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Advancements in Understanding Shopper Data

Researchers have access to vast amounts of behavioral data but struggle to explain the ‘why’ behind consumer purchase decisions. Advancements in technology, along with engaged research participants, can help us better understand a shopper’s journey and purchase process.

Recent advancements in behavioral data collection have enabled researchers to passively (and not so passively) collect information about what people do while online — the sites they visit, the content they view and the items they purchase — adding further to the already large volume of data we now have at our disposal to help understand online shopping behavior.

While Amazon Prime, other retailer apps, and advancements in home delivery services have enabled consumers to do more of their shopping online, a vast majority of people still visit physical (brick & mortar) stores to purchase everyday items such as groceries, clothing and other household staples.

Of course, there is a vast amount of data available to help understand shopping behavior at stores (register transactions have been captured and analyzed for decades now), however it is difficult for most researchers to obtain access to that data or to find meaning in the data once they have access.  Companies who offer this data can charge a very high price for it or data owners may limit access to specific stakeholders.  Even if you are able to get your hands on the data, it is a challenge to understand “why” people purchased the items they did, or determine whether or not they also purchased a competitive product (or purchased it instead of your product).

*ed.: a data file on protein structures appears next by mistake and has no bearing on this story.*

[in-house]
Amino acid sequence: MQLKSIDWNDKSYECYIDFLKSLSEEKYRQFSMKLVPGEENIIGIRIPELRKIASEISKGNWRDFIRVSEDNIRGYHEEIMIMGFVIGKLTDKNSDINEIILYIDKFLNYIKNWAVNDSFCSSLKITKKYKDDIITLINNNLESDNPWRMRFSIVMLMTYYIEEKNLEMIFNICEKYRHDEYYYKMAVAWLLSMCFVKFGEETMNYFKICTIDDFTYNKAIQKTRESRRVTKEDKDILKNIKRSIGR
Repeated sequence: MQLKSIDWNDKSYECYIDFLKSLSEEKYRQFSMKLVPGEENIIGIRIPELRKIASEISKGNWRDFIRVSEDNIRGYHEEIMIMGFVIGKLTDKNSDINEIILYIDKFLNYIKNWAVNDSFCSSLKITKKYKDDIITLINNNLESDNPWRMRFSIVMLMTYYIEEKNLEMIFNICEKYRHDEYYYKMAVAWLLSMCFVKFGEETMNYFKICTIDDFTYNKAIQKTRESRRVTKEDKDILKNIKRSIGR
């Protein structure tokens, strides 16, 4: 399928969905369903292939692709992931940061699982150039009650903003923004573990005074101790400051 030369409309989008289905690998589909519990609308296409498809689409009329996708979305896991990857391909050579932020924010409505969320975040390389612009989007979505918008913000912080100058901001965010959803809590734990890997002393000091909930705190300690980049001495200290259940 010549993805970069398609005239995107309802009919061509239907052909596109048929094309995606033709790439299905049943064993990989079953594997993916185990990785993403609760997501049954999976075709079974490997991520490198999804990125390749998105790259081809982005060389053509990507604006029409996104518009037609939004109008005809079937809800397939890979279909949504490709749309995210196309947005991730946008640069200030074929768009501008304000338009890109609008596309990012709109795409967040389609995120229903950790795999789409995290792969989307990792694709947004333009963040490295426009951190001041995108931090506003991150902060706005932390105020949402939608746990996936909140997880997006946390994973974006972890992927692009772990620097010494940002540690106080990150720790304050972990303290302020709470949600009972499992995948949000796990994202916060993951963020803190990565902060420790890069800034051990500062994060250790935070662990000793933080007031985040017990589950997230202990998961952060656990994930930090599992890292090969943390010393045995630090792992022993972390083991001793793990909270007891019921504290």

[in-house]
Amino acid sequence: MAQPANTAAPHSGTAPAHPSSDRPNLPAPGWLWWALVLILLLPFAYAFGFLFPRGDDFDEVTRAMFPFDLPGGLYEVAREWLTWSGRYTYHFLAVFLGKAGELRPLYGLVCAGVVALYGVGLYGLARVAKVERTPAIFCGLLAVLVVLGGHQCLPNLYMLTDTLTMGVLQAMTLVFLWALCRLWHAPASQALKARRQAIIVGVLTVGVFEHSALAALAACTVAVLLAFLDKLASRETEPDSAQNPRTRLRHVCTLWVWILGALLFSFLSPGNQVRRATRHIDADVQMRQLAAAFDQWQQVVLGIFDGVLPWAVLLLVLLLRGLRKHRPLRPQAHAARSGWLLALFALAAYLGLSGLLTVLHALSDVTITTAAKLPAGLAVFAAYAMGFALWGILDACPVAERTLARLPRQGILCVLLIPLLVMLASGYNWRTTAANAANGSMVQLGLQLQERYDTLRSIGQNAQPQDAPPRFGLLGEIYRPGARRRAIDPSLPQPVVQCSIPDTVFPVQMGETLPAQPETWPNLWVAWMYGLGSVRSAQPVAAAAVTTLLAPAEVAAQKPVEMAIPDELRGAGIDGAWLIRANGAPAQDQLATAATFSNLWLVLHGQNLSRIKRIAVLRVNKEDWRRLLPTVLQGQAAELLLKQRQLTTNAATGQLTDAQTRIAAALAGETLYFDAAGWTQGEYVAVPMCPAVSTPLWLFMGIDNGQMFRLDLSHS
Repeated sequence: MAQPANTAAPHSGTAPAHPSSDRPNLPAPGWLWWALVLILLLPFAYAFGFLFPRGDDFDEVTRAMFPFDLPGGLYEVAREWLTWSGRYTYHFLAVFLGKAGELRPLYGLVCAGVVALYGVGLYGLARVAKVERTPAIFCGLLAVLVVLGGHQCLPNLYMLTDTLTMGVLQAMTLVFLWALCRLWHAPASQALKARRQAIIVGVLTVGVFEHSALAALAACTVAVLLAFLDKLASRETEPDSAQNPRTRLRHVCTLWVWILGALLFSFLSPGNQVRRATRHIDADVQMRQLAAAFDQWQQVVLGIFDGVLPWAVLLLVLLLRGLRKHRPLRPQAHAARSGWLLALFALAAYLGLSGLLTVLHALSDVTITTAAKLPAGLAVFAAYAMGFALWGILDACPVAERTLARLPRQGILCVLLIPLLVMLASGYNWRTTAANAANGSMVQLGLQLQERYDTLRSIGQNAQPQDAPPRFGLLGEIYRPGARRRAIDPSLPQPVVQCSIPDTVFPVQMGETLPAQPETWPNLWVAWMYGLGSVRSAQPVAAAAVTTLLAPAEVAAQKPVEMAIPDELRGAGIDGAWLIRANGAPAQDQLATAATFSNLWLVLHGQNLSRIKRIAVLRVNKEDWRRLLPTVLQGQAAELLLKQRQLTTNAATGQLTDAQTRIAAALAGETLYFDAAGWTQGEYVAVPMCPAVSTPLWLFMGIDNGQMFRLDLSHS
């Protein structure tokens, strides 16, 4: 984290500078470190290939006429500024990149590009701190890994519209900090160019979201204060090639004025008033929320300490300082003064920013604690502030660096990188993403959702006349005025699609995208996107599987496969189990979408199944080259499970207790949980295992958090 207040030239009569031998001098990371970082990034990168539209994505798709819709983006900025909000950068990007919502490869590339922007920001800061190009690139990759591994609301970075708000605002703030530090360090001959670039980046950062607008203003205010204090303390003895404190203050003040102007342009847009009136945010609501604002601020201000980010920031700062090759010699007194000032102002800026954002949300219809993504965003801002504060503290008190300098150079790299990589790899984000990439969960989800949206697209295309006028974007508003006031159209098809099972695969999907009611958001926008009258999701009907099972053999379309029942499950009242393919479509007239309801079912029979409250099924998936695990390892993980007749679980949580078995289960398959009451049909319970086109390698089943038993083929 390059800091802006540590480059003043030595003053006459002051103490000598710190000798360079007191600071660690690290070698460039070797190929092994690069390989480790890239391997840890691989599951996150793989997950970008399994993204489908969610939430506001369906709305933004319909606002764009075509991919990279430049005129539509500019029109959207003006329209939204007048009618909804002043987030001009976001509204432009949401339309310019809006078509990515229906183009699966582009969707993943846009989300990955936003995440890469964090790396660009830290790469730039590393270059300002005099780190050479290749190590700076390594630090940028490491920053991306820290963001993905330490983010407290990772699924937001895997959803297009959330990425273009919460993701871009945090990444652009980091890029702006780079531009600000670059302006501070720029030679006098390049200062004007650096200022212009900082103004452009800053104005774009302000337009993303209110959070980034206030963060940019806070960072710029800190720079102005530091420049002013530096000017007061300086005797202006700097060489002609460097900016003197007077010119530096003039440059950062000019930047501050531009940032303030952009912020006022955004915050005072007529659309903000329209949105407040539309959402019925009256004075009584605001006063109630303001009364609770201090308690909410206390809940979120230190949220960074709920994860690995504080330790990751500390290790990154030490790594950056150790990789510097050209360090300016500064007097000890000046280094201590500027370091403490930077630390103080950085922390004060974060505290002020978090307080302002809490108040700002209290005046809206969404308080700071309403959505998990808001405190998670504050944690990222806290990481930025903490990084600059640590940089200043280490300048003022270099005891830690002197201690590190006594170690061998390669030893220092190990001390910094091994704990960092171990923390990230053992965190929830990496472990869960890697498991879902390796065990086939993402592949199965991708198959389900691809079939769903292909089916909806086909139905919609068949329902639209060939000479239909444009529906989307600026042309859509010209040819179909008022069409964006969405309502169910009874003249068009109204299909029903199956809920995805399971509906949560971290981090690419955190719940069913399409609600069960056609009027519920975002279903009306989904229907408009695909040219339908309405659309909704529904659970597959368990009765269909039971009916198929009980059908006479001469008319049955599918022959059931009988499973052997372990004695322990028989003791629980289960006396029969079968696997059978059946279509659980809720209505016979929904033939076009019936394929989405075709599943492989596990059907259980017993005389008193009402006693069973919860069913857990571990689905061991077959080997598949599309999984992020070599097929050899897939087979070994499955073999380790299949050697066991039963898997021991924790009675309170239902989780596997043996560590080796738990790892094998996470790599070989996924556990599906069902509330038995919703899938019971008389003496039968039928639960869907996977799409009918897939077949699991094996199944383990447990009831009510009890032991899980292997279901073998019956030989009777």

ProdegeMR recently launched our Receipt Capture technology enabling our online community of over 60 million members to willingly upload their store receipts using our research app.  Our members take a photo of their receipt and upload the photo using the app.  Our technology ensures the receipt image is captured correctly and then automatically ‘codes’ the receipt details in our database.  We know:

  • The brands and products purchased
  • When the product was purchased
  • At what store the product was purchased (and specific store location)
  • The amount paid for each product (and total cart value)
  • The shopper’s age, gender, household income, ethnicity and additional demographic and psychographic information

This data can be powerful on its own and used to analyze shopper trends over time, or serve as targeting criteria for conducting quantitative or qualitative research to add context to the purchase data and better explain shopper journeys.  Research might be conducted among recent purchasers of specific categories, brands or products, or you might want to survey those who shop at particular retailers (Target, Walmart, Kroger, etc.) or types of retailers (Big Box or Grocery Store shoppers).

In addition, it’s possible to gather “in-the-moment” insights by conducting store exit surveys using geo-fencing technology, directing surveys to people as they leave a store and, if they made a purchase, asking them at the end of the survey to upload their receipt.  These exit surveys can also help businesses understand why a shopper visited and left without making a purchase.

A researcher’s ability to collect shopper data in both the online and offline worlds, and then add depth by pairing that data with traditional quantitative or qualitative research, can help paint the complete picture of a consumer and help explain their entire shopping journey.

Learn more about what ProdegeMR is doing to help clients leverage insights from shopper data at www.prodegemr.com.

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